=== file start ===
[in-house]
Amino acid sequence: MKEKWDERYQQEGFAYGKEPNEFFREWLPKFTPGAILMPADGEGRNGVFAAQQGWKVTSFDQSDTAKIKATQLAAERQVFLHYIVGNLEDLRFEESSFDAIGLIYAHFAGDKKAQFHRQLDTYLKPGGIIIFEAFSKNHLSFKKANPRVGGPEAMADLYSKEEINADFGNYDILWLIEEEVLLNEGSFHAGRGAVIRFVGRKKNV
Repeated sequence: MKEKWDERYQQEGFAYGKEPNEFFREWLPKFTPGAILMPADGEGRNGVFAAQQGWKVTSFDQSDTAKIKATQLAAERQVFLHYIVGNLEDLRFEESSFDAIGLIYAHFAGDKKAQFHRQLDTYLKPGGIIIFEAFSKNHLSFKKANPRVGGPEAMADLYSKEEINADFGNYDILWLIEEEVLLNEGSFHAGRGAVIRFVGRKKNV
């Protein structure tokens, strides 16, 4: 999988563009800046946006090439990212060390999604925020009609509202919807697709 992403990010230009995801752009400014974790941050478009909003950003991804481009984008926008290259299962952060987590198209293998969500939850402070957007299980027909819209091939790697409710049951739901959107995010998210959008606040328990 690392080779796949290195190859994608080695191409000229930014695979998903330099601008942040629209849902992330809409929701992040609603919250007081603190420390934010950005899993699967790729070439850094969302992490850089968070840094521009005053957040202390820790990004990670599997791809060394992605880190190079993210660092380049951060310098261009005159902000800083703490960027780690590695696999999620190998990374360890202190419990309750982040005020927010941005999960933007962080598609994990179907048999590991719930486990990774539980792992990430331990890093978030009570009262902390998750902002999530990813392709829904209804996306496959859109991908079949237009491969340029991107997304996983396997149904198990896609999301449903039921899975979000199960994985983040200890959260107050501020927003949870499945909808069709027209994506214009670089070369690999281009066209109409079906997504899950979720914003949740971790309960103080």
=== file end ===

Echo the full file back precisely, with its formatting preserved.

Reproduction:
[in-house]
Amino acid sequence: MKEKWDERYQQEGFAYGKEPNEFFREWLPKFTPGAILMPADGEGRNGVFAAQQGWKVTSFDQSDTAKIKATQLAAERQVFLHYIVGNLEDLRFEESSFDAIGLIYAHFAGDKKAQFHRQLDTYLKPGGIIIFEAFSKNHLSFKKANPRVGGPEAMADLYSKEEINADFGNYDILWLIEEEVLLNEGSFHAGRGAVIRFVGRKKNV
Repeated sequence: MKEKWDERYQQEGFAYGKEPNEFFREWLPKFTPGAILMPADGEGRNGVFAAQQGWKVTSFDQSDTAKIKATQLAAERQVFLHYIVGNLEDLRFEESSFDAIGLIYAHFAGDKKAQFHRQLDTYLKPGGIIIFEAFSKNHLSFKKANPRVGGPEAMADLYSKEEINADFGNYDILWLIEEEVLLNEGSFHAGRGAVIRFVGRKKNV
């Protein structure tokens, strides 16, 4: 999988563009800046946006090439990212060390999604925020009609509202919807697709 992403990010230009995801752009400014974790941050478009909003950003991804481009984008926008290259299962952060987590198209293998969500939850402070957007299980027909819209091939790697409710049951739901959107995010998210959008606040328990 690392080779796949290195190859994608080695191409000229930014695979998903330099601008942040629209849902992330809409929701992040609603919250007081603190420390934010950005899993699967790729070439850094969302992490850089968070840094521009005053957040202390820790990004990670599997791809060394992605880190190079993210660092380049951060310098261009005159902000800083703490960027780690590695696999999620190998990374360890202190419990309750982040005020927010941005999960933007962080598609994990179907048999590991719930486990990774539980792992990430331990890093978030009570009262902390998750902002999530990813392709829904209804996306496959859109991908079949237009491969340029991107997304996983396997149904198990896609999301449903039921899975979000199960994985983040200890959260107050501020927003949870499945909808069709027209994506214009670089070369690999281009066209109409079906997504899950979720914003949740971790309960103080």